Does anyone know if any other scriptures describe this aspect of Aniruddha's appearance and/or explain the reason for it?

  • @TheDestroyer No, I don't think there's any connection between the Aniruddha form and the Sudarshana Chakra. The Ainiruddha form is the form of Vishnu described in the Purusha Sukta of the Rig Veda. What made you think of the Sudarshana Chakra? Commented Apr 5, 2016 at 14:12
  • Here's the question you're referring to: hinduism.stackexchange.com/q/8518/36 I'm not sure whether there's any connection between Aniruddha's thousand arms and Sudarshana's thousand arms. Perhaps Sudarshana is an incarnation of Vishnu, so he has some attributes similar to Vishnu. Commented Apr 5, 2016 at 14:38

2 Answers 2


I was recently reading chapter 24 of canto 4 of Srimad Bhagavatam and got confused by a certain verse, but now that I am looking at this question, it makes much more sense:

My Lord, O Aniruddha, You are the authority by which the doors of the higher planetary systems and liberation are opened. You are always within the pure heart of the living entity. Therefore I offer my obeisances unto You. You are the possessor of semen which is like gold, and thus, in the form of fire, You help the Vedic sacrifices, beginning with cātur-hotra. Therefore I offer my obeisances unto You. [4.24.37]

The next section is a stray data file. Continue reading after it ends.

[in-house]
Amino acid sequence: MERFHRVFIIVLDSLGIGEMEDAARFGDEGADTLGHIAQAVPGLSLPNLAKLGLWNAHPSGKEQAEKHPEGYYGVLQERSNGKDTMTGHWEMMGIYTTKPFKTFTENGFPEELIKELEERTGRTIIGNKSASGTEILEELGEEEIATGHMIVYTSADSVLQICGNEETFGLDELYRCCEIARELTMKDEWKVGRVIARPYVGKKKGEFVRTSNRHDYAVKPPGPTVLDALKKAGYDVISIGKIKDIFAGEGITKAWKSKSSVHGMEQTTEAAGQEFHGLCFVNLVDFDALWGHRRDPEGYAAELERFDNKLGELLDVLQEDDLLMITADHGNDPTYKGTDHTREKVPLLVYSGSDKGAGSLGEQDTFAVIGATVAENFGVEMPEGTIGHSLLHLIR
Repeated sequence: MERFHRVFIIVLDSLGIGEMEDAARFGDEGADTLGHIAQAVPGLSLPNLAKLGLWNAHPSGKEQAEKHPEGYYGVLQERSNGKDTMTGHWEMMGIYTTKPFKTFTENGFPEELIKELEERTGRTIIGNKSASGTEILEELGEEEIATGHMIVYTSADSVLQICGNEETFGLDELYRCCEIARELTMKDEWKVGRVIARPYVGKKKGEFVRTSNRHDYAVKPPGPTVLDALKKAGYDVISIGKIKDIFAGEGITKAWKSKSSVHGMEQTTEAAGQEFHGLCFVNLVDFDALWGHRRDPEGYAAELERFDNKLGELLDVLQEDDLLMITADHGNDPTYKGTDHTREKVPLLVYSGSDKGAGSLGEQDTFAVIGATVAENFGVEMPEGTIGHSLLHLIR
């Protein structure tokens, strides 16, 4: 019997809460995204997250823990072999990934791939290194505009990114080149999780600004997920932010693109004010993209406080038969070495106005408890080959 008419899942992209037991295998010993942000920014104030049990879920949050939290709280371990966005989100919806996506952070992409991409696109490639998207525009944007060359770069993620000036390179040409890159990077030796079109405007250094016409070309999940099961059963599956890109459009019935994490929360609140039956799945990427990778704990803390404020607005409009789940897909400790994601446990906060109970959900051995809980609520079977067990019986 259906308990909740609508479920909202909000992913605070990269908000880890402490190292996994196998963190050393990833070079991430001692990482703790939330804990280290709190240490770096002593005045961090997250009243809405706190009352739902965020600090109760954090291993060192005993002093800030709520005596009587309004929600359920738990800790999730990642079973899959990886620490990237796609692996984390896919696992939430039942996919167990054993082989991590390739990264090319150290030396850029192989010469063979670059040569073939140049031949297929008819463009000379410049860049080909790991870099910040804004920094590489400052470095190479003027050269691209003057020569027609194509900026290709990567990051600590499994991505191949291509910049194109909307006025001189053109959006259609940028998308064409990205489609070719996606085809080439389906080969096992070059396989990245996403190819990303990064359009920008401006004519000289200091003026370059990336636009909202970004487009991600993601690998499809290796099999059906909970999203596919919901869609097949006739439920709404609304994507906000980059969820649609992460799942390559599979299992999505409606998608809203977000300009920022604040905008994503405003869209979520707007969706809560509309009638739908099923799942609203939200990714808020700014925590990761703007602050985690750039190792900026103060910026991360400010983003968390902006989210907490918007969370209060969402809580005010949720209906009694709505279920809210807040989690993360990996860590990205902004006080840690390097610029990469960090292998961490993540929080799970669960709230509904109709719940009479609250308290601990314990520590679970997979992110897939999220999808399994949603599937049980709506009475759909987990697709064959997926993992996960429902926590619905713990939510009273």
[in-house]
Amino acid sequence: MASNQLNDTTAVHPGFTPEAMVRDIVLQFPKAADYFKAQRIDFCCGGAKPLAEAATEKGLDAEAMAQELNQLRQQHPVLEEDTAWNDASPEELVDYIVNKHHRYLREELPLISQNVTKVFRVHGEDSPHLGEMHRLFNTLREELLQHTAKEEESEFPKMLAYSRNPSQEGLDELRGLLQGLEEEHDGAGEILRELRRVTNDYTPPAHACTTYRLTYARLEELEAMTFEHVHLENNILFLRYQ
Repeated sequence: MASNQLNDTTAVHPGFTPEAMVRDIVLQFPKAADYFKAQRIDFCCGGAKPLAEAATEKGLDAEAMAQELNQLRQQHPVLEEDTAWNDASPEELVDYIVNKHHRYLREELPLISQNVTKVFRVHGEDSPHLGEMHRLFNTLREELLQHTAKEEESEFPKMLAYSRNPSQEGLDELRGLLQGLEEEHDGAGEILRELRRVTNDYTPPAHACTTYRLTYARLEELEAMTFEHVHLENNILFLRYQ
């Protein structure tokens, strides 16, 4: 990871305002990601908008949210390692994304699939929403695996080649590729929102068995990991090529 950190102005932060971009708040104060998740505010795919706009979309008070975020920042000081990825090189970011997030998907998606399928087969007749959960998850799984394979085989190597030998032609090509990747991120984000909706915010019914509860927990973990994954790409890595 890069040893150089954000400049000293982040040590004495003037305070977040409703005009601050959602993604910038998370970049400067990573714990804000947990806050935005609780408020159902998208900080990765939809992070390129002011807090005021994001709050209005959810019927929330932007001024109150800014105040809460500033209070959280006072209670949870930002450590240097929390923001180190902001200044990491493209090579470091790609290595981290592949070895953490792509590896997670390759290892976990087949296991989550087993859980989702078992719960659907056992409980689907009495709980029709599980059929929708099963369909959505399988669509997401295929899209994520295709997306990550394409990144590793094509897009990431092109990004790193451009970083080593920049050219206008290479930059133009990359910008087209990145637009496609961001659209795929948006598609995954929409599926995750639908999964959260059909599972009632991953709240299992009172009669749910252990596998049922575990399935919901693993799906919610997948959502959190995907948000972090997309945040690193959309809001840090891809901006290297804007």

It seems that the Aniruddha form is connected to semen, and given the context provided in this question, He is also connected to brahmacharya. By connecting the dots, Aniruddha exemplifies retaining semen. (Notice that fire sacrifice is also mentioned in this verse, solidifying the connection between this description and that in Mahabharata.)

One may ask why this is the case. Well, the reason is given right in the previous verse:

My Lord, as the supreme directing Deity known as Aniruddha, You are the master of the senses and the mind. I therefore offer my obeisances unto You again and again. You are known as Ananta as well as Saṅkarṣaṇa because of Your ability to destroy the whole creation by the blazing fire from Your mouth. [4.24.36]

To answer your question, the reason that Aniruddha is described to carry the paraphernalia of a celibate student is that He is the supreme controller of the senses. He exemplifies what a celibate should strive to be.


The pancaratras like laksmi tantra suggests that aniruddha, whose immanent purusha form is thousandheaded, is also the lord of kriya shakti, the kinetic energy - all active energy.

Specifically the sadgunas jnana, aisvarya (iccha) and kriya resemble samkarsana, pradyumna and aniruddha. The kriyasakti is Specifically identified with sudarshana throughout pancaratra literature.

The interconnectedness between aniruddha and sudarshana stems from aniruddha being associated with kriyashakti, and amongst sadgunas shakti and tejas, which again signifies sudarsana.

The correlation of aniruddha with purusa-virat-vishva and with the arca and minor manifestations however has nothing to do with sudarsana..

Rather laksmi says that sudarsana is agnishakti, and bhuti sakti is soma. These form the energetic life of all, similar to electromagnetism. Agnisakti is identified secondarily here as beinf of purushas, and bhuti sakti to viraj/vak.. energy of purusha, not purusha. Agnisakti being superior to agni.

Hari aum

You must log in to answer this question.

Not the answer you're looking for? Browse other questions tagged .